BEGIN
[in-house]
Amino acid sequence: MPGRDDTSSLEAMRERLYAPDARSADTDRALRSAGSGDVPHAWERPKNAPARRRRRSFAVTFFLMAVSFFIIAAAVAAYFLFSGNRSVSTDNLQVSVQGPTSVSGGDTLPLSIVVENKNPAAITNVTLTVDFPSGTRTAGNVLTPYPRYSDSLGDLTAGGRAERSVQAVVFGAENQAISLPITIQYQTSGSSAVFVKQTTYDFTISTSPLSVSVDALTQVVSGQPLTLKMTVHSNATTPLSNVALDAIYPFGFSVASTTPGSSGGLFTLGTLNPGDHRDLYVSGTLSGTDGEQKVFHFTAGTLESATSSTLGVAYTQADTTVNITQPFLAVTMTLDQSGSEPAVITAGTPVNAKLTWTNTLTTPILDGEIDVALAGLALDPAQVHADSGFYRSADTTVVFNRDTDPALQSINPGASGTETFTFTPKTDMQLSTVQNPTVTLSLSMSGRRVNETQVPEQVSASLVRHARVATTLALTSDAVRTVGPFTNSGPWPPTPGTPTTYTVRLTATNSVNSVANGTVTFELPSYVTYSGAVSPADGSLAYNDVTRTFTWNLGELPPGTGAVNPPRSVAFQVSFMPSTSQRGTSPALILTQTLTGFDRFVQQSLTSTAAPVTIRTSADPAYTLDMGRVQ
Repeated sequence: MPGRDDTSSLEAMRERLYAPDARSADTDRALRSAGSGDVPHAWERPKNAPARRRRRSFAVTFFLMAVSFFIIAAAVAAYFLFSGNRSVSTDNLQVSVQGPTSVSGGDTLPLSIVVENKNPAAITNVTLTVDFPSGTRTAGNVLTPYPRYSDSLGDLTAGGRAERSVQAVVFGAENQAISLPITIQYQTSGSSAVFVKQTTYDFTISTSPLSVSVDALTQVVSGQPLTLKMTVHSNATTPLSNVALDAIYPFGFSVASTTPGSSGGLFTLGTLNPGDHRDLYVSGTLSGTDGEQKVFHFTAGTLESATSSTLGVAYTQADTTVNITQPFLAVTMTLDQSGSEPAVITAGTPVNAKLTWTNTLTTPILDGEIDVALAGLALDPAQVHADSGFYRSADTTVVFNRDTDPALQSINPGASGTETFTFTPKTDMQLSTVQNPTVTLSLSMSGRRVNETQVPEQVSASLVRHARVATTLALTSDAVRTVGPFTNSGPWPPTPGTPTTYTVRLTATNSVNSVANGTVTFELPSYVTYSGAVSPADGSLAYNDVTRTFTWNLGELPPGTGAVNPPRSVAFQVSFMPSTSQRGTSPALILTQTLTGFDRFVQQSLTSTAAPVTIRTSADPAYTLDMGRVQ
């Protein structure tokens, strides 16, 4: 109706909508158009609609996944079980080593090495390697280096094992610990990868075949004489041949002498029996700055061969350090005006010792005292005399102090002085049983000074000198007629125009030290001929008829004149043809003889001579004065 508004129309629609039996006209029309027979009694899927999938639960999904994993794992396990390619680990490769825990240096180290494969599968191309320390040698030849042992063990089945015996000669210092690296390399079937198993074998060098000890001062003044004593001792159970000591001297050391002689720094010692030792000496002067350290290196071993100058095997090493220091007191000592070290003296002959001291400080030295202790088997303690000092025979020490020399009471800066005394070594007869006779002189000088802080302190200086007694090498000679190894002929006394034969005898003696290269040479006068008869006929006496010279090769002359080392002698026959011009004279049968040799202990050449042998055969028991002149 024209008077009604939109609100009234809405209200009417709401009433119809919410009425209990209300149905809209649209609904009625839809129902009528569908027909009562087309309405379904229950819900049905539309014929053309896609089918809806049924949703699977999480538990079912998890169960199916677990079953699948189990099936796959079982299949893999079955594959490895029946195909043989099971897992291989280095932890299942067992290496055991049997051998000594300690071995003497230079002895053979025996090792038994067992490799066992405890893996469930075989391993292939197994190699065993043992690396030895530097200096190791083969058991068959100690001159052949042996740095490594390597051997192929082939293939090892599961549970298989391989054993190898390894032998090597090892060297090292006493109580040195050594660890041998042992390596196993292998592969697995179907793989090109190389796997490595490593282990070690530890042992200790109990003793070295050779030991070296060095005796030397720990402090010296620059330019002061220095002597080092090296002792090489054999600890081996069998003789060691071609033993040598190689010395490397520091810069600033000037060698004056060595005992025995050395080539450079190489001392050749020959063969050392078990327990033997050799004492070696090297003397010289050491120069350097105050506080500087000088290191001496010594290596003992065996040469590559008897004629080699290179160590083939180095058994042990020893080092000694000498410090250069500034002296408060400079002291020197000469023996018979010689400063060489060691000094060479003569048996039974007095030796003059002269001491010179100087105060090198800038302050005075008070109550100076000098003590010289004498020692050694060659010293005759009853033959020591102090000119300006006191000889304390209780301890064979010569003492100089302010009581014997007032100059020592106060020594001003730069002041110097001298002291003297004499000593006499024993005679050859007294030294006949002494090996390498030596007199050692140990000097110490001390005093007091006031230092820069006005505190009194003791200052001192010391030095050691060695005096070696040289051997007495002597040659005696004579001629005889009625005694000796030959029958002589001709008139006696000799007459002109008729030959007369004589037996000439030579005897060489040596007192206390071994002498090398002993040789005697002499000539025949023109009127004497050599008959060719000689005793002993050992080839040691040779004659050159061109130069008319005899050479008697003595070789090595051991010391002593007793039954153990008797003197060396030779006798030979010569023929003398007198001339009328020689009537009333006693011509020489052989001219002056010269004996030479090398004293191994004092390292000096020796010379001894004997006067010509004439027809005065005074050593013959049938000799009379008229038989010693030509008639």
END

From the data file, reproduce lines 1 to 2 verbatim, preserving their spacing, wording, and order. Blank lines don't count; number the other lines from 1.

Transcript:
[in-house]
Amino acid sequence: MPGRDDTSSLEAMRERLYAPDARSADTDRALRSAGSGDVPHAWERPKNAPARRRRRSFAVTFFLMAVSFFIIAAAVAAYFLFSGNRSVSTDNLQVSVQGPTSVSGGDTLPLSIVVENKNPAAITNVTLTVDFPSGTRTAGNVLTPYPRYSDSLGDLTAGGRAERSVQAVVFGAENQAISLPITIQYQTSGSSAVFVKQTTYDFTISTSPLSVSVDALTQVVSGQPLTLKMTVHSNATTPLSNVALDAIYPFGFSVASTTPGSSGGLFTLGTLNPGDHRDLYVSGTLSGTDGEQKVFHFTAGTLESATSSTLGVAYTQADTTVNITQPFLAVTMTLDQSGSEPAVITAGTPVNAKLTWTNTLTTPILDGEIDVALAGLALDPAQVHADSGFYRSADTTVVFNRDTDPALQSINPGASGTETFTFTPKTDMQLSTVQNPTVTLSLSMSGRRVNETQVPEQVSASLVRHARVATTLALTSDAVRTVGPFTNSGPWPPTPGTPTTYTVRLTATNSVNSVANGTVTFELPSYVTYSGAVSPADGSLAYNDVTRTFTWNLGELPPGTGAVNPPRSVAFQVSFMPSTSQRGTSPALILTQTLTGFDRFVQQSLTSTAAPVTIRTSADPAYTLDMGRVQ